– NewMotion’s solution is similar. It’s a card for accessing workplace and public chargepoints but also logs energy used at home and reimburses drivers in their pay package. However, drivers would need a separate account for private journeys.
– Mina and EQUANS (part of utility company Engie) are avoiding any up-front costs for drivers, by paying for home and public charge sessions then invoicing the employer for the energy used. Drivers can classify journeys as private within the same account, which Mina says creates enough of a paper trail to satisfy HMRC.
What can you claim for charging in public?
Chargepoint operators are businesses, so they aren’t shielded by Ofgem’s home energy price caps and are facing much higher operating costs than they were a year ago.
Most networks have grudgingly passed this on to drivers, which means the cost of charging in public has increased dramatically over the last year. For example, Osprey’s is now charging drivers £1/kWh to use its rapid chargepoints, which is equivalent to 26p per mile for a Kia Niro EV. That’s a similar fuel cost to 30mpg petrol car.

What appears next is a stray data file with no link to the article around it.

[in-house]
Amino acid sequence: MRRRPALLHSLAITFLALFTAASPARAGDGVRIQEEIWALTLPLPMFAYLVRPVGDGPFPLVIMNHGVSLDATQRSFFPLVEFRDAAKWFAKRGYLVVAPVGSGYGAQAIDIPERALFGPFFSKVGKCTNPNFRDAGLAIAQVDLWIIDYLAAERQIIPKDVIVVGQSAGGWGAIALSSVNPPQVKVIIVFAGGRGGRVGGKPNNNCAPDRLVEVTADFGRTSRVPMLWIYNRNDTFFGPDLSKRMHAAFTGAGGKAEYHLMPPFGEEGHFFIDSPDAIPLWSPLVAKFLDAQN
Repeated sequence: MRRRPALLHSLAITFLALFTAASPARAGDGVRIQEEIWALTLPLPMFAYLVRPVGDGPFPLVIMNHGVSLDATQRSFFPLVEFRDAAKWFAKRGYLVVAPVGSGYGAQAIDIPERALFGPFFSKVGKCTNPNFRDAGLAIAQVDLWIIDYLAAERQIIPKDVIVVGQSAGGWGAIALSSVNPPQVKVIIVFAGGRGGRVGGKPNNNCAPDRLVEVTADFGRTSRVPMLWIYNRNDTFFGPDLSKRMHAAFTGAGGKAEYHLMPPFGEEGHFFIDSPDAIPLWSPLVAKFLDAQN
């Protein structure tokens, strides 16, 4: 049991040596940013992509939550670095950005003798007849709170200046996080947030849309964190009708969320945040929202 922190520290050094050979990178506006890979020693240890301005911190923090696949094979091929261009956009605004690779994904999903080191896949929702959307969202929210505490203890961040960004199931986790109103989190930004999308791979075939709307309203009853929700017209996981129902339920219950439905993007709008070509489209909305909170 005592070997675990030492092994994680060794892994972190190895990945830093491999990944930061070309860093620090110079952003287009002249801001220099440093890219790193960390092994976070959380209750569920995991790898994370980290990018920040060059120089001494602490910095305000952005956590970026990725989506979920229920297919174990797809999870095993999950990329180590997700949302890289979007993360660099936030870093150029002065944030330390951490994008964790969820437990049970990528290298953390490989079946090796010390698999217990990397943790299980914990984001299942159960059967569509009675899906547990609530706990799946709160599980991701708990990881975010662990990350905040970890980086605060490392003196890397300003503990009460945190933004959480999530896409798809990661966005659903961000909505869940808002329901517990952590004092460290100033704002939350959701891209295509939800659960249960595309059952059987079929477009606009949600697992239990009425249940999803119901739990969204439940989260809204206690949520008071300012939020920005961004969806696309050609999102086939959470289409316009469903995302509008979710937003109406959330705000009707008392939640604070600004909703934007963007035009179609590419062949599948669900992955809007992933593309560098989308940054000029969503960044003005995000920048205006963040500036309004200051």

HMRC allows employers to adjust the AER if they can prove it’s leaving drivers out of pocket, but any excess is open to being taxed as additional income.
Suppliers have recognised that this is an issue. Several fuel card companies already let drivers pay for charging sessions and automatically invoice the costs back to their employer, just like a tank of petrol or diesel. Most charging providers will also provide VAT receipts or monthly statements showing how much you’ve spent, and some will automatically reimburse drivers as part of their wages. This can help take the hassle out of making a claim.
How about charging at work?
A unique perk of electric and plug-in hybrid cars is the potential to get free ‘fuel’ from your employer without being taxed on it. If your workplace has its own charge points, then HMRC doesn’t tax the electricity provided as a benefit in kind – even if it’s for private use and you’re a passenger in the car. Your employer might, however, charge you a small fee to cover their (usually very low) costs.